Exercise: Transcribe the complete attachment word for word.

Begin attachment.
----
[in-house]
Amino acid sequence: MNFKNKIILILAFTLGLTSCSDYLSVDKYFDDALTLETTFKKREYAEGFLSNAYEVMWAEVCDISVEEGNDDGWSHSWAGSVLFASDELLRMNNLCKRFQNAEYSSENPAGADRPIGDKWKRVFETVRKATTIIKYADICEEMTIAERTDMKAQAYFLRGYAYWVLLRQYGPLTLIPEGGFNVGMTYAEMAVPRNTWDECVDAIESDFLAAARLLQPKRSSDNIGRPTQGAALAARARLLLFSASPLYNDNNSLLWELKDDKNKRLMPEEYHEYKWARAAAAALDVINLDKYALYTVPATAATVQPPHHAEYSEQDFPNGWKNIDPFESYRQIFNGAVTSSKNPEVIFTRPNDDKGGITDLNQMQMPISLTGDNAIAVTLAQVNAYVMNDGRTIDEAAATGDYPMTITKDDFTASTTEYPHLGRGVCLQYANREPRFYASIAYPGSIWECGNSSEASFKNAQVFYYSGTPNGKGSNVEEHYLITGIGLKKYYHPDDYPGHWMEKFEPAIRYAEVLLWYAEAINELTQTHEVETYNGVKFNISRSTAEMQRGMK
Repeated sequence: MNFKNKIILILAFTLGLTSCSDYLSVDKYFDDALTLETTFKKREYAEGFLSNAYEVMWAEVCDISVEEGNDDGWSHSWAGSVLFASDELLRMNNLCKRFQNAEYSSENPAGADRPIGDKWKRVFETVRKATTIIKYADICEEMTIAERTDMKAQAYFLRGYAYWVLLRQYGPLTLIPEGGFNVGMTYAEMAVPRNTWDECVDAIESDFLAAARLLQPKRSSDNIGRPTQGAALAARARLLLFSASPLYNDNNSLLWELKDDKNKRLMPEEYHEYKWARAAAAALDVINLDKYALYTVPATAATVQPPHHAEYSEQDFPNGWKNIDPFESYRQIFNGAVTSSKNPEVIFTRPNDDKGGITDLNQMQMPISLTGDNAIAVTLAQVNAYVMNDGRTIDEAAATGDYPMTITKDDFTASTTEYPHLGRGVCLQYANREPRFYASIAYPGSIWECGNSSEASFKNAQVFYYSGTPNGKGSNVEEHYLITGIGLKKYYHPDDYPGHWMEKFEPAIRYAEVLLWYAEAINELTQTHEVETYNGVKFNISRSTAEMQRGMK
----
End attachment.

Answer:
[in-house]
Amino acid sequence: MNFKNKIILILAFTLGLTSCSDYLSVDKYFDDALTLETTFKKREYAEGFLSNAYEVMWAEVCDISVEEGNDDGWSHSWAGSVLFASDELLRMNNLCKRFQNAEYSSENPAGADRPIGDKWKRVFETVRKATTIIKYADICEEMTIAERTDMKAQAYFLRGYAYWVLLRQYGPLTLIPEGGFNVGMTYAEMAVPRNTWDECVDAIESDFLAAARLLQPKRSSDNIGRPTQGAALAARARLLLFSASPLYNDNNSLLWELKDDKNKRLMPEEYHEYKWARAAAAALDVINLDKYALYTVPATAATVQPPHHAEYSEQDFPNGWKNIDPFESYRQIFNGAVTSSKNPEVIFTRPNDDKGGITDLNQMQMPISLTGDNAIAVTLAQVNAYVMNDGRTIDEAAATGDYPMTITKDDFTASTTEYPHLGRGVCLQYANREPRFYASIAYPGSIWECGNSSEASFKNAQVFYYSGTPNGKGSNVEEHYLITGIGLKKYYHPDDYPGHWMEKFEPAIRYAEVLLWYAEAINELTQTHEVETYNGVKFNISRSTAEMQRGMK
Repeated sequence: MNFKNKIILILAFTLGLTSCSDYLSVDKYFDDALTLETTFKKREYAEGFLSNAYEVMWAEVCDISVEEGNDDGWSHSWAGSVLFASDELLRMNNLCKRFQNAEYSSENPAGADRPIGDKWKRVFETVRKATTIIKYADICEEMTIAERTDMKAQAYFLRGYAYWVLLRQYGPLTLIPEGGFNVGMTYAEMAVPRNTWDECVDAIESDFLAAARLLQPKRSSDNIGRPTQGAALAARARLLLFSASPLYNDNNSLLWELKDDKNKRLMPEEYHEYKWARAAAAALDVINLDKYALYTVPATAATVQPPHHAEYSEQDFPNGWKNIDPFESYRQIFNGAVTSSKNPEVIFTRPNDDKGGITDLNQMQMPISLTGDNAIAVTLAQVNAYVMNDGRTIDEAAATGDYPMTITKDDFTASTTEYPHLGRGVCLQYANREPRFYASIAYPGSIWECGNSSEASFKNAQVFYYSGTPNGKGSNVEEHYLITGIGLKKYYHPDDYPGHWMEKFEPAIRYAEVLLWYAEAINELTQTHEVETYNGVKFNISRSTAEMQRGMK